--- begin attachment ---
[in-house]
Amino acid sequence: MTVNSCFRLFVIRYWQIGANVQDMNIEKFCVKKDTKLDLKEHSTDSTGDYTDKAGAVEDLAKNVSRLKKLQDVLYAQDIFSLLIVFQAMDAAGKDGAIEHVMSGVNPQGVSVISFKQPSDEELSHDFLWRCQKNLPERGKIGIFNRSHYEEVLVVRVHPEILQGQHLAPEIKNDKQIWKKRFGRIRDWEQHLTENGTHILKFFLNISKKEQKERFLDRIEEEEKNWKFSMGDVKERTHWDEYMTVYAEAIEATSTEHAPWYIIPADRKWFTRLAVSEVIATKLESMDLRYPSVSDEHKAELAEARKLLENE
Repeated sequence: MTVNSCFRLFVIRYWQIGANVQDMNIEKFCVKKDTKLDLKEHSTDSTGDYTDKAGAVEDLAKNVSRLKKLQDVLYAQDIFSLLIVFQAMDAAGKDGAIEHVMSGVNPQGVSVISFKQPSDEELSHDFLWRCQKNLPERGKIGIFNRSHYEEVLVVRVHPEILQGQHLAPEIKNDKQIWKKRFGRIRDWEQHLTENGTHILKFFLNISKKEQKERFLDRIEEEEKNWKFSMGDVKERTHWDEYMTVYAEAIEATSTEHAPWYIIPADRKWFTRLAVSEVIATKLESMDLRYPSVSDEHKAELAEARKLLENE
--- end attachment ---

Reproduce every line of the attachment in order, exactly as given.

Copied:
[in-house]
Amino acid sequence: MTVNSCFRLFVIRYWQIGANVQDMNIEKFCVKKDTKLDLKEHSTDSTGDYTDKAGAVEDLAKNVSRLKKLQDVLYAQDIFSLLIVFQAMDAAGKDGAIEHVMSGVNPQGVSVISFKQPSDEELSHDFLWRCQKNLPERGKIGIFNRSHYEEVLVVRVHPEILQGQHLAPEIKNDKQIWKKRFGRIRDWEQHLTENGTHILKFFLNISKKEQKERFLDRIEEEEKNWKFSMGDVKERTHWDEYMTVYAEAIEATSTEHAPWYIIPADRKWFTRLAVSEVIATKLESMDLRYPSVSDEHKAELAEARKLLENE
Repeated sequence: MTVNSCFRLFVIRYWQIGANVQDMNIEKFCVKKDTKLDLKEHSTDSTGDYTDKAGAVEDLAKNVSRLKKLQDVLYAQDIFSLLIVFQAMDAAGKDGAIEHVMSGVNPQGVSVISFKQPSDEELSHDFLWRCQKNLPERGKIGIFNRSHYEEVLVVRVHPEILQGQHLAPEIKNDKQIWKKRFGRIRDWEQHLTENGTHILKFFLNISKKEQKERFLDRIEEEEKNWKFSMGDVKERTHWDEYMTVYAEAIEATSTEHAPWYIIPADRKWFTRLAVSEVIATKLESMDLRYPSVSDEHKAELAEARKLLENE